Can You Hear Me Now, Buffalo? The Braves Deserve Some Space at HSBC


The buzz has been around since HSBC Arena opened.

Why not create some space for the legacy of the Braves? Hang some jerseys, some banners; put some memorabilia in a display case in the lobby. Good idea?

Until now, arena management has said an emphatic, “No!”

I can see their point, I suppose. The Braves never played in HSBC. The Braves ditched town.

Any tribute to the Braves would involve expense to the arena, the Sabres, and the city. Certainly not for the Braves, or their successors the Los Angeles Clippers.

On the other hand, the Braves may be gone, but not their memory, and certainly not the place they hold in the hearts of thousands of fans; fans who fill the HSBC for Sabres and Bandits games.

It could be argued that this is why sports franchises should not be portable. The intangilbles, the spirit, the true essence of a team is in the memories, the space, the place, the sentiment. The identities of a town and team in the venue of origin are as interdependent as heart and soul.

A heart can be surgically removed and transplanted, but the soul isn’t transient.

Cut a team out of it’s physical body and you have a team with no soul. Transplant it on the opposite coast and you have a fan base with no connection to history.

What’s left? A zombie franchise. 

So, it could be argued that more of the true essence of the Buffalo Braves remained in the hearts of Buffalonians and in the walls, the seats, the halls and tunnels of Memorial Aud than was packed up and shipped off to San Diego.

Those of us who had the opportunity to pay our last respects, to walk up to the demolition site and peer through the safety fence, through the gaping hole at naked memories fully exposed.

We could feel the sighs, hear the cheers, see the lights, the colors, the composite emotion and commotion of eight years worth of basketball passion that is just as real, just as palpable as they were when the Braves were at their peak.

Ironically, the last wall of the Aud will fall within days of the falling of a man who rightly called himself “the institutional memory” of the Braves.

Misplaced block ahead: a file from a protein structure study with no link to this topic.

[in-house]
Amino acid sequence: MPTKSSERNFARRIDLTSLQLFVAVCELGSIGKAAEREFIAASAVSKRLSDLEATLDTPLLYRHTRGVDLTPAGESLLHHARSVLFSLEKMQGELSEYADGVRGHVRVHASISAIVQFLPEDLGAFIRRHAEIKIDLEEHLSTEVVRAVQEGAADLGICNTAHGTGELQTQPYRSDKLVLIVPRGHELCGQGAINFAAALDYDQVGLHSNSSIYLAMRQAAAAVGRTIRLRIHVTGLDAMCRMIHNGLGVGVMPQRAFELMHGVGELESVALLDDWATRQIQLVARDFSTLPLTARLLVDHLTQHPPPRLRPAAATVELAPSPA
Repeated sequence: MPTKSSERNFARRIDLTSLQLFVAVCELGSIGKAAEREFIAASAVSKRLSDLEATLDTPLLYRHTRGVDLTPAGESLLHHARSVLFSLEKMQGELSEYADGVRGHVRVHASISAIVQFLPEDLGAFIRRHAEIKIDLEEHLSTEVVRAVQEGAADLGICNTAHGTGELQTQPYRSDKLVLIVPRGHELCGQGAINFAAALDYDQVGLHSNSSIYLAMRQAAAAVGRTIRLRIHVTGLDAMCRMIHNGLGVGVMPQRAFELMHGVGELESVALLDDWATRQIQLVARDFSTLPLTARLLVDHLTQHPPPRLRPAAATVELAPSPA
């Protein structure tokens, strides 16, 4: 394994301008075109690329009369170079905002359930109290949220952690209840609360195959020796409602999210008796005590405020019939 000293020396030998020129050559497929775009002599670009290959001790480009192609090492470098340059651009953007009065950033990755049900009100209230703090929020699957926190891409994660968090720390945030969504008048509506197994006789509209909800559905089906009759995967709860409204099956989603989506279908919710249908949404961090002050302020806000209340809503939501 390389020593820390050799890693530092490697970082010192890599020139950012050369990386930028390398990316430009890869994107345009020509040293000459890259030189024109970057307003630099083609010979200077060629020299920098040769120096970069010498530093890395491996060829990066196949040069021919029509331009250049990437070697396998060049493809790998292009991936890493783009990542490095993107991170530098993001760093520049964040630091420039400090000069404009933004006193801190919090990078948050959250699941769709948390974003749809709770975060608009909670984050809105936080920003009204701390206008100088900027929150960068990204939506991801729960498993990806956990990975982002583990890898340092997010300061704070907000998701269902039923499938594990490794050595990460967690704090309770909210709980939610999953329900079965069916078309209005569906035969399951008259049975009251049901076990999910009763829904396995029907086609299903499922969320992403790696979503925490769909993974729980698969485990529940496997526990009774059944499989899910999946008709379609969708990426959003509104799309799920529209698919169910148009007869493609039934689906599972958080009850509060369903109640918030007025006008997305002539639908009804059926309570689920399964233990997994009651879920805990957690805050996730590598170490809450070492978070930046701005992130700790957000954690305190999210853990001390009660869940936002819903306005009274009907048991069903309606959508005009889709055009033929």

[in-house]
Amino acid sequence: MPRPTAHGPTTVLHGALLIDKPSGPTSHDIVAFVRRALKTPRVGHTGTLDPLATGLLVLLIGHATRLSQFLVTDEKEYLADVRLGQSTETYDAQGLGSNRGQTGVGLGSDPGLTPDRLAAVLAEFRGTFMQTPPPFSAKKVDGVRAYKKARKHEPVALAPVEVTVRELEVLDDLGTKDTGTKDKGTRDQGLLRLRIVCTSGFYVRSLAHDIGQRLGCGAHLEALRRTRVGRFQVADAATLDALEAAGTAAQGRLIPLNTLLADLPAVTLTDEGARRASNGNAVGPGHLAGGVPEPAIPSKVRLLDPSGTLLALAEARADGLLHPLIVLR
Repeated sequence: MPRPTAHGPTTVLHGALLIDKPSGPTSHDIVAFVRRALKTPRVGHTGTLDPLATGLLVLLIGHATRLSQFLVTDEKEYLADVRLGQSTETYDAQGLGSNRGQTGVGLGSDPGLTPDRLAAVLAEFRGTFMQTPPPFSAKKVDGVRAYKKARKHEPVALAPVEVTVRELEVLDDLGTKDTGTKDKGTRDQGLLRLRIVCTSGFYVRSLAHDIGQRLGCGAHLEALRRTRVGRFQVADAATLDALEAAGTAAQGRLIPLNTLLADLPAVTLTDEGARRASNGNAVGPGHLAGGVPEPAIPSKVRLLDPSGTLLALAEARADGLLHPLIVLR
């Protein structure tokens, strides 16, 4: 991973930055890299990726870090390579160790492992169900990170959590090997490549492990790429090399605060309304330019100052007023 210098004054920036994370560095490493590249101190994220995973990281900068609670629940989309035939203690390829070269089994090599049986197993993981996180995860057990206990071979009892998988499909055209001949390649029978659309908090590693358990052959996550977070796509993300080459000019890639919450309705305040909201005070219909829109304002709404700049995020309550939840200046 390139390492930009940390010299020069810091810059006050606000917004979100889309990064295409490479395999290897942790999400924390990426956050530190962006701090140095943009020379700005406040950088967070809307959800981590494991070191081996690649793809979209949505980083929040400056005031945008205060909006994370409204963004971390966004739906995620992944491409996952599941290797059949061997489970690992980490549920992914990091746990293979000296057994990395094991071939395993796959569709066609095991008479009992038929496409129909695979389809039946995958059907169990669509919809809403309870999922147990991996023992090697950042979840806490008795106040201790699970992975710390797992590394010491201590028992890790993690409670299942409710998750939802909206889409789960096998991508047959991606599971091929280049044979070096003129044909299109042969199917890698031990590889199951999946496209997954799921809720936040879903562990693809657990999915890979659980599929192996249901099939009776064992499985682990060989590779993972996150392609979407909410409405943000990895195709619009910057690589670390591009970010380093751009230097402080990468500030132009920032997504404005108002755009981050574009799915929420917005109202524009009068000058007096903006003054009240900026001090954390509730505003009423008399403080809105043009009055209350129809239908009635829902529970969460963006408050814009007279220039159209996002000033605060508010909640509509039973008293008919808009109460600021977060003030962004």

Now that Randy Smith is dead, the subject of a tangible tribute to the likes of Smith, McAdoo, DiGregorio and company is cropping up again around cyberspace.

The worst expression of this sentiment is a call for the Clippers to retire some jerseys. Clippers, Schmippers! There isn’t a fan in LA, unless they are Buffalo Ex-Pats, who would remember or care.

It’s a zombie franchise. So forget the Clippers.

Build the temple where the spirit remains. Especially now that the Aud is gone and our “Institutional Memory” with it, the need to house that memory and that spirit is critical.

It is time for Buffalo fans to rise up and demand that HSBC Arena hang a banner commemorating the accomplishments of the Buffalo Braves.

It is time for a display case to remind us of the spirit that Randy Smith and company brought to this city and its citizens. 

It is time, before there are any more obituaries to write, to invite the likes of McAdoo, DiGregorio, Heard, McMillain, McMillen, Walt Hazard, Bob Kauffman, Emmet Bryant and the rest for a Buffalo Braves reunion, for a banner hanging ceremony, a dedication of “Braves Corridor” in their new home at HSBC.

Pictured Above: former Buffalo Brave, Randy Smith (right) with A.C. Green (center) when Green broke Smith’s record of 906 consecutive NBA games played.

Speak Your Mind

Tell us what you're thinking...